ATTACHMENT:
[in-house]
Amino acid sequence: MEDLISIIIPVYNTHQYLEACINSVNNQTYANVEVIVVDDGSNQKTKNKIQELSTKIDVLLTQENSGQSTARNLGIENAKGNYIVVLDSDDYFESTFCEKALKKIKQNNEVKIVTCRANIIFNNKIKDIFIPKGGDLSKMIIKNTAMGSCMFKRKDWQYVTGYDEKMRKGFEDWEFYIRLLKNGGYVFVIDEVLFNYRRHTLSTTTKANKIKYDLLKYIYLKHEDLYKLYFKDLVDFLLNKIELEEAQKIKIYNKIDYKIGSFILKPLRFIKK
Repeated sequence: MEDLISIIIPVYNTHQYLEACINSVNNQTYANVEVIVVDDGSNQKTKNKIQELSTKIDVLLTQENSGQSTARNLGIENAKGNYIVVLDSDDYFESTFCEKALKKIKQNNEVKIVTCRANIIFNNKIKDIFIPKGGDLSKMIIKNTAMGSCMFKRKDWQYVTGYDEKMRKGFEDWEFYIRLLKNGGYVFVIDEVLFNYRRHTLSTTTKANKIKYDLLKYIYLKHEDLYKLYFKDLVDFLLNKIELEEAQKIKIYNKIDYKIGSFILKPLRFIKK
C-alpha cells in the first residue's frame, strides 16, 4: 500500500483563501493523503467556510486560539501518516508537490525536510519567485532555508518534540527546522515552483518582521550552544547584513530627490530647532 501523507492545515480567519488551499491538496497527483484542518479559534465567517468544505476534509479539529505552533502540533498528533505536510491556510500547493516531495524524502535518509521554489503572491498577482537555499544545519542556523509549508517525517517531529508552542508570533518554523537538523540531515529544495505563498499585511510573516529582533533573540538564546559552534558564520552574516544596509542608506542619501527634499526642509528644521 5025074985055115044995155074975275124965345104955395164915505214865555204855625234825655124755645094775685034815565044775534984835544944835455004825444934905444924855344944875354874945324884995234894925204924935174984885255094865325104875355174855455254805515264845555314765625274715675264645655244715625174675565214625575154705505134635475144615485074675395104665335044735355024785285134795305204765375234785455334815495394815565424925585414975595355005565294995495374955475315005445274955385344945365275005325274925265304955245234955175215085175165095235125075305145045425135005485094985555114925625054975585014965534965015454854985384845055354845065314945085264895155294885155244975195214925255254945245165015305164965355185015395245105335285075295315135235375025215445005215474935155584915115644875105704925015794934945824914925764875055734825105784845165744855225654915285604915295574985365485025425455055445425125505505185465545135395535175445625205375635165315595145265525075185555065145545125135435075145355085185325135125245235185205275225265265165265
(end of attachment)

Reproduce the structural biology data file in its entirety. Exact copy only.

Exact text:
[in-house]
Amino acid sequence: MEDLISIIIPVYNTHQYLEACINSVNNQTYANVEVIVVDDGSNQKTKNKIQELSTKIDVLLTQENSGQSTARNLGIENAKGNYIVVLDSDDYFESTFCEKALKKIKQNNEVKIVTCRANIIFNNKIKDIFIPKGGDLSKMIIKNTAMGSCMFKRKDWQYVTGYDEKMRKGFEDWEFYIRLLKNGGYVFVIDEVLFNYRRHTLSTTTKANKIKYDLLKYIYLKHEDLYKLYFKDLVDFLLNKIELEEAQKIKIYNKIDYKIGSFILKPLRFIKK
Repeated sequence: MEDLISIIIPVYNTHQYLEACINSVNNQTYANVEVIVVDDGSNQKTKNKIQELSTKIDVLLTQENSGQSTARNLGIENAKGNYIVVLDSDDYFESTFCEKALKKIKQNNEVKIVTCRANIIFNNKIKDIFIPKGGDLSKMIIKNTAMGSCMFKRKDWQYVTGYDEKMRKGFEDWEFYIRLLKNGGYVFVIDEVLFNYRRHTLSTTTKANKIKYDLLKYIYLKHEDLYKLYFKDLVDFLLNKIELEEAQKIKIYNKIDYKIGSFILKPLRFIKK
C-alpha cells in the first residue's frame, strides 16, 4: 500500500483563501493523503467556510486560539501518516508537490525536510519567485532555508518534540527546522515552483518582521550552544547584513530627490530647532 501523507492545515480567519488551499491538496497527483484542518479559534465567517468544505476534509479539529505552533502540533498528533505536510491556510500547493516531495524524502535518509521554489503572491498577482537555499544545519542556523509549508517525517517531529508552542508570533518554523537538523540531515529544495505563498499585511510573516529582533533573540538564546559552534558564520552574516544596509542608506542619501527634499526642509528644521 5025074985055115044995155074975275124965345104955395164915505214865555204855625234825655124755645094775685034815565044775534984835544944835455004825444934905444924855344944875354874945324884995234894925204924935174984885255094865325104875355174855455254805515264845555314765625274715675264645655244715625174675565214625575154705505134635475144615485074675395104665335044735355024785285134795305204765375234785455334815495394815565424925585414975595355005565294995495374955475315005445274955385344945365275005325274925265304955245234955175215085175165095235125075305145045425135005485094985555114925625054975585014965534965015454854985384845055354845065314945085264895155294885155244975195214925255254945245165015305164965355185015395245105335285075295315135235375025215445005215474935155584915115644875105704925015794934945824914925764875055734825105784845165744855225654915285604915295574985365485025425455055445425125505505185465545135395535175445625205375635165315595145265525075185555065145545125135435075145355085185325135125245235185205275225265265165265